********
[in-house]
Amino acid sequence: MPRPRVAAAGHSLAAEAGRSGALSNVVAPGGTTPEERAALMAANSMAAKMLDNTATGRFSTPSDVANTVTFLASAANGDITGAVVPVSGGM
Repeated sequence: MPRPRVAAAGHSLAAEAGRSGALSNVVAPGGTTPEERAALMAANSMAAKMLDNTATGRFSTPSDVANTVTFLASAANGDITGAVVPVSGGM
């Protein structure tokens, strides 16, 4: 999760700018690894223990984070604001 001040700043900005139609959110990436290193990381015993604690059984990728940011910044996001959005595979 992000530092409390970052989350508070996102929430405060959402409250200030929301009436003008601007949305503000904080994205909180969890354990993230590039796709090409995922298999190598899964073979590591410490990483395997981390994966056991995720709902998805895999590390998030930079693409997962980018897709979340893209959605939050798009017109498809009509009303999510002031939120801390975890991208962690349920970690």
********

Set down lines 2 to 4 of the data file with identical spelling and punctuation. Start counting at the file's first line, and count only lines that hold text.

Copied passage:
Amino acid sequence: MPRPRVAAAGHSLAAEAGRSGALSNVVAPGGTTPEERAALMAANSMAAKMLDNTATGRFSTPSDVANTVTFLASAANGDITGAVVPVSGGM
Repeated sequence: MPRPRVAAAGHSLAAEAGRSGALSNVVAPGGTTPEERAALMAANSMAAKMLDNTATGRFSTPSDVANTVTFLASAANGDITGAVVPVSGGM
């Protein structure tokens, strides 16, 4: 999760700018690894223990984070604001 001040700043900005139609959110990436290193990381015993604690059984990728940011910044996001959005595979 992000530092409390970052989350508070996102929430405060959402409250200030929301009436003008601007949305503000904080994205909180969890354990993230590039796709090409995922298999190598899964073979590591410490990483395997981390994966056991995720709902998805895999590390998030930079693409997962980018897709979340893209959605939050798009017109498809009509009303999510002031939120801390975890991208962690349920970690």